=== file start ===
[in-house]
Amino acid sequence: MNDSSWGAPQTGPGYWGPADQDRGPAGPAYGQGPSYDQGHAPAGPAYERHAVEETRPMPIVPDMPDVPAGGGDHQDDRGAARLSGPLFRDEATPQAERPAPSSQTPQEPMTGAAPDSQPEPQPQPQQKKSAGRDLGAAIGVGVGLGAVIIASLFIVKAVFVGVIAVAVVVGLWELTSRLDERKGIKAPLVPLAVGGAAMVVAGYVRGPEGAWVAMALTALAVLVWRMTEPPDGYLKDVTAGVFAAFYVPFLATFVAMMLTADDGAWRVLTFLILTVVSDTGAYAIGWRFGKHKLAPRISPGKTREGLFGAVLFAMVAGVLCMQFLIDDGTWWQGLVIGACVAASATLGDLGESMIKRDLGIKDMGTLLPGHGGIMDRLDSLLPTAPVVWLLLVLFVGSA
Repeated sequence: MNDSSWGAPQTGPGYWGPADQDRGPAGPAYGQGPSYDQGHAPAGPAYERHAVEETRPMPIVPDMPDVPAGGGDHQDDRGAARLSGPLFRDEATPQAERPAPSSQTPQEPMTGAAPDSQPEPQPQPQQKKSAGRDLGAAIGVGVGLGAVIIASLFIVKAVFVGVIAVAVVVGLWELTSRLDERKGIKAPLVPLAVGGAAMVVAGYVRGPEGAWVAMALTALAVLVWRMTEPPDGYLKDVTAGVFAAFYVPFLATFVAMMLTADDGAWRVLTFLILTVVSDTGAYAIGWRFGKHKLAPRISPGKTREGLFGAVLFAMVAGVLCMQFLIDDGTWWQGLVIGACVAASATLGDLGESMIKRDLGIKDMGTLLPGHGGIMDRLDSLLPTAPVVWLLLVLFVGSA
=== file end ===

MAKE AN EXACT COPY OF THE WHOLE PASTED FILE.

[in-house]
Amino acid sequence: MNDSSWGAPQTGPGYWGPADQDRGPAGPAYGQGPSYDQGHAPAGPAYERHAVEETRPMPIVPDMPDVPAGGGDHQDDRGAARLSGPLFRDEATPQAERPAPSSQTPQEPMTGAAPDSQPEPQPQPQQKKSAGRDLGAAIGVGVGLGAVIIASLFIVKAVFVGVIAVAVVVGLWELTSRLDERKGIKAPLVPLAVGGAAMVVAGYVRGPEGAWVAMALTALAVLVWRMTEPPDGYLKDVTAGVFAAFYVPFLATFVAMMLTADDGAWRVLTFLILTVVSDTGAYAIGWRFGKHKLAPRISPGKTREGLFGAVLFAMVAGVLCMQFLIDDGTWWQGLVIGACVAASATLGDLGESMIKRDLGIKDMGTLLPGHGGIMDRLDSLLPTAPVVWLLLVLFVGSA
Repeated sequence: MNDSSWGAPQTGPGYWGPADQDRGPAGPAYGQGPSYDQGHAPAGPAYERHAVEETRPMPIVPDMPDVPAGGGDHQDDRGAARLSGPLFRDEATPQAERPAPSSQTPQEPMTGAAPDSQPEPQPQPQQKKSAGRDLGAAIGVGVGLGAVIIASLFIVKAVFVGVIAVAVVVGLWELTSRLDERKGIKAPLVPLAVGGAAMVVAGYVRGPEGAWVAMALTALAVLVWRMTEPPDGYLKDVTAGVFAAFYVPFLATFVAMMLTADDGAWRVLTFLILTVVSDTGAYAIGWRFGKHKLAPRISPGKTREGLFGAVLFAMVAGVLCMQFLIDDGTWWQGLVIGACVAASATLGDLGESMIKRDLGIKDMGTLLPGHGGIMDRLDSLLPTAPVVWLLLVLFVGSA